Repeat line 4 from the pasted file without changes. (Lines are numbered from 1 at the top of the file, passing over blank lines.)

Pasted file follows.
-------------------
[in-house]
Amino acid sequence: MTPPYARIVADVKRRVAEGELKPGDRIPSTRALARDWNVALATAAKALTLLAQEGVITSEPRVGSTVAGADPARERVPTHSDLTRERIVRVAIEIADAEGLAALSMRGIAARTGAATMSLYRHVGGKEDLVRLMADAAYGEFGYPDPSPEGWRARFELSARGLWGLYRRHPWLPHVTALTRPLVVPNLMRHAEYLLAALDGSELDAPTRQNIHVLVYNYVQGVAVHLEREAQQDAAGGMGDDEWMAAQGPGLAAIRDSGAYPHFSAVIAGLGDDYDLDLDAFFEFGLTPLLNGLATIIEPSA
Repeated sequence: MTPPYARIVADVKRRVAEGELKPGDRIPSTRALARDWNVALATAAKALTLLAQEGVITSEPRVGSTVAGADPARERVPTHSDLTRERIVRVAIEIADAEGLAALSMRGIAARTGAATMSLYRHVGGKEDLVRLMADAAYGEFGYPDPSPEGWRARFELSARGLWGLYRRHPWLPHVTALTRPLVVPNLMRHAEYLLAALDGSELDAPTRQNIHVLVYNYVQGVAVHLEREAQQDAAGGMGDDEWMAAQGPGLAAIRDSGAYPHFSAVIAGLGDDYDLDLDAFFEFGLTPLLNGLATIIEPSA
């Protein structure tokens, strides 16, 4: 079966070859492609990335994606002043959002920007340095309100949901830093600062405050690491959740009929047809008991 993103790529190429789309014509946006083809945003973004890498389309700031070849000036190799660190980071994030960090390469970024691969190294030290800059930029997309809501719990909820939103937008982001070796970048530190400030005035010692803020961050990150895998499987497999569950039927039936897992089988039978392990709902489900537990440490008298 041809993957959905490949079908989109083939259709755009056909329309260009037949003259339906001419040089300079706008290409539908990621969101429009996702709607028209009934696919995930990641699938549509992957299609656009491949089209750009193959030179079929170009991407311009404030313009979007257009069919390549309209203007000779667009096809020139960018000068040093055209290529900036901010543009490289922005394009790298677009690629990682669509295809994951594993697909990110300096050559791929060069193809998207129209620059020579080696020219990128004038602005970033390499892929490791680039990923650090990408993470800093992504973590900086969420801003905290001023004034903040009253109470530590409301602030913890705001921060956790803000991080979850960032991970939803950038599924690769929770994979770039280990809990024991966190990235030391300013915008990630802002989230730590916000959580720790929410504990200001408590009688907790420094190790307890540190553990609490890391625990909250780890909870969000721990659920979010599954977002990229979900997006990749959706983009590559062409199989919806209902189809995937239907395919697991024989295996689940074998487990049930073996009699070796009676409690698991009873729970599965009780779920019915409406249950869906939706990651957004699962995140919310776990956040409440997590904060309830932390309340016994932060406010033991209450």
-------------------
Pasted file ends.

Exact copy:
């Protein structure tokens, strides 16, 4: 079966070859492609990335994606002043959002920007340095309100949901830093600062405050690491959740009929047809008991 993103790529190429789309014509946006083809945003973004890498389309700031070849000036190799660190980071994030960090390469970024691969190294030290800059930029997309809501719990909820939103937008982001070796970048530190400030005035010692803020961050990150895998499987497999569950039927039936897992089988039978392990709902489900537990440490008298 041809993957959905490949079908989109083939259709755009056909329309260009037949003259339906001419040089300079706008290409539908990621969101429009996702709607028209009934696919995930990641699938549509992957299609656009491949089209750009193959030179079929170009991407311009404030313009979007257009069919390549309209203007000779667009096809020139960018000068040093055209290529900036901010543009490289922005394009790298677009690629990682669509295809994951594993697909990110300096050559791929060069193809998207129209620059020579080696020219990128004038602005970033390499892929490791680039990923650090990408993470800093992504973590900086969420801003905290001023004034903040009253109470530590409301602030913890705001921060956790803000991080979850960032991970939803950038599924690769929770994979770039280990809990024991966190990235030391300013915008990630802002989230730590916000959580720790929410504990200001408590009688907790420094190790307890540190553990609490890391625990909250780890909870969000721990659920979010599954977002990229979900997006990749959706983009590559062409199989919806209902189809995937239907395919697991024989295996689940074998487990049930073996009699070796009676409690698991009873729970599965009780779920019915409406249950869906939706990651957004699962995140919310776990956040409440997590904060309830932390309340016994932060406010033991209450």